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Faculty Profile: Stefan Riesenfeld

Forty-Six Years as a Berkeley Professor

By Tamara Keith, Public Affairs
posted September 2, 1998

As Stefan Riesenfeld begins his 46th fall as a Berkeley law professor, some of his current students are the grandchildren of his earliest pupils.

During Riesenfeld's 60 years in the classroom, 10,000 students have listened to his lectures and a fair number continue to keep in touch.

Anyone who was ever in his class has a Riesenfeld story to tell, said Gary Shapiro, a San Francisco attorney and one of Riesenfeld's former research assistants. "He was funny, he was very intimidating and of all the teachers at Boalt, he was the most available to students."

Riesenfeld has written or edited 32 books, 140 articles and 119 book reviews on topics including international, comparative, property, commercial and administrative law and legal history. Through the years his writings and advice have influenced international treaties and led to a complete overhaul of Hawaii's workers' compensation system.

Shapiro remembers when Riesenfeld was asked to write a law review article. A couple of months later the editors wrote Riesenfeld asking the status of the article. He had not begun writing. As the deadline drew near, letters from the frantic editors arrived at Riesenfeld's office almost daily. A few days before the article was due, Riesenfeld sat down to write. He set two yellow legal pads on his desk, one for text and the other for footnotes, and wrote the entire article, including exact quotes and citations, without ever stopping to check a source.

"Not only did he finish it," said Shapiro, who typed the article and found the citations to be correct. "The article was brilliant."

"At 90, Professor Riesenfeld lives in the present," said Riesenfeld's colleague Professor David Caron. "He will tell stories. He does so, however, not to drag his listeners into the past, but rather to inform the present."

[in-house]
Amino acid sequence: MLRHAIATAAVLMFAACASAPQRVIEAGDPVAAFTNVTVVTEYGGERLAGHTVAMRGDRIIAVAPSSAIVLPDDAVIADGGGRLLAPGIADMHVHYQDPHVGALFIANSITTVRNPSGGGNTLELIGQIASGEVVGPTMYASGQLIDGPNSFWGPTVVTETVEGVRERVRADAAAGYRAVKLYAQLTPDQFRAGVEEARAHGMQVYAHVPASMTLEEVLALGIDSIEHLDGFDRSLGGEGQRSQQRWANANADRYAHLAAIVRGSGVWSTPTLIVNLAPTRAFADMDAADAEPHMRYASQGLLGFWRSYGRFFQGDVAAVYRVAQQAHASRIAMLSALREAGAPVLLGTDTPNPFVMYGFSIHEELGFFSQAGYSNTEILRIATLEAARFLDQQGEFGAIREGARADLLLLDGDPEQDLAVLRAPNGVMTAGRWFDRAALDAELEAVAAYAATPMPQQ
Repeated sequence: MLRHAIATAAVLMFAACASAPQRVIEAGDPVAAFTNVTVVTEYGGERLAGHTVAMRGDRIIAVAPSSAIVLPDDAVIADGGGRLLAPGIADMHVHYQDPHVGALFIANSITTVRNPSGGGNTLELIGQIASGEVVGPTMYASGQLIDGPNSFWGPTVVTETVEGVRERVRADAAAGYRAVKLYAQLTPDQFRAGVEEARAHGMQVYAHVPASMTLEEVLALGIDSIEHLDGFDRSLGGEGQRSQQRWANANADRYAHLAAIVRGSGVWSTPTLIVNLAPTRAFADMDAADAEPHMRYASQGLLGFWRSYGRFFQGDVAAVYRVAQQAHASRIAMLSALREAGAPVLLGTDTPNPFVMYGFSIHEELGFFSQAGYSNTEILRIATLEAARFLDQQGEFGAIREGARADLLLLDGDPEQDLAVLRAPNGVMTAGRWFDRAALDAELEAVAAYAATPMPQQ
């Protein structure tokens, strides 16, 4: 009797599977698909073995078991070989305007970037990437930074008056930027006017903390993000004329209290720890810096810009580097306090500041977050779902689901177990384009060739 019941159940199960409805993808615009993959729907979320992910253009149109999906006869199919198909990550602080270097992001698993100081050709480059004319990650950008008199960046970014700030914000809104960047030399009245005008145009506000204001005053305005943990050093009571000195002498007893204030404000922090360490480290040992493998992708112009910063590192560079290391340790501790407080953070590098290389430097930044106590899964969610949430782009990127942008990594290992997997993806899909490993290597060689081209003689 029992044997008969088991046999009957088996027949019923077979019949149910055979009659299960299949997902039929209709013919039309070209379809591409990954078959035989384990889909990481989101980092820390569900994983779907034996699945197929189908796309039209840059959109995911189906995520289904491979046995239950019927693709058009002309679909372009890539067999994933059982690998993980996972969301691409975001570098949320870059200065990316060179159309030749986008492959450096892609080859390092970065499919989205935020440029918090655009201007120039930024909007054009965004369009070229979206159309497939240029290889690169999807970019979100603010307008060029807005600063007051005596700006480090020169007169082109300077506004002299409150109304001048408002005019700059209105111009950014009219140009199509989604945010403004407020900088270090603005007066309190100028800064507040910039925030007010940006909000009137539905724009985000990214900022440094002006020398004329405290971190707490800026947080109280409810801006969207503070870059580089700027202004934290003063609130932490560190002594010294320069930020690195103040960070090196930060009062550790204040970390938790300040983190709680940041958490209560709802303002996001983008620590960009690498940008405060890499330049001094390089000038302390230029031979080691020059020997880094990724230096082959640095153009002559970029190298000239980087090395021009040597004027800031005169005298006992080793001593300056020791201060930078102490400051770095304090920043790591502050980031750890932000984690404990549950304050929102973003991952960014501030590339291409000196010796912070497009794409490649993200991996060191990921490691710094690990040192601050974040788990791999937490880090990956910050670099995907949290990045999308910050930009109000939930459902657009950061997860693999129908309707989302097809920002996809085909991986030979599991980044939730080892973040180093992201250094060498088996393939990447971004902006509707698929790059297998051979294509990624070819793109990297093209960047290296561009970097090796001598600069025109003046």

This fall, Riesenfeld teaches Modern Problems in Comparative Law at Boalt Hall and carries a full teaching load at UC Hastings College of Law in San Francisco.

Working 56 hours a week, Riesenfeld takes the bus to campus on weekdays from his Berkeley home. On weekends a former student brings him to work.

In the classroom, Riesenfeld does not tolerate poor preparation. He's been known to say things like "you have mashed potatoes for brains" or "I can explain it to you, but I can't understand it for you."

He is quick to point out, "I never called any student an idiot. I merely indicated that what they said was idiotic."

Riesenfeld has one primary goal as a teacher: "I want to make the students aware of future issues -- to have a small feeling of what's coming next."

Los Angeles attorney David Hayden took several classes from Riesenfeld in the early '60s. "I'm glad to see that young people have access to this knowledge that goes back to the turn of the century," he said. "They don't have to read about it in books; they can talk to their professor."

Riesenfeld came to Berkeley from the University of Milan in 1935 to earn his law degree and serve as research assistant to then-Dean Dickenson. He had moved to Italy in 1932 to escape the turmoil in his native Germany.

When he arrived at Boalt, Riesenfeld had two PhDs and spoke three languages. English was not one of them. Despite the language barrier, he earned his law degree in three years, graduating at the top of his class.

Since 1935, he has been away from campus only 14 years -- 11 while teaching and studying at other universities and three while serving in the US Navy during World War II.

Work he did while teaching at Harvard earned him a third doctorate; while teaching at the University of Minnesota, he found time to earn an undergraduate degree in electrical engineering.

In 1946 Riesenfeld met and married his wife, Phyllis Thorgrimson. They have two sons.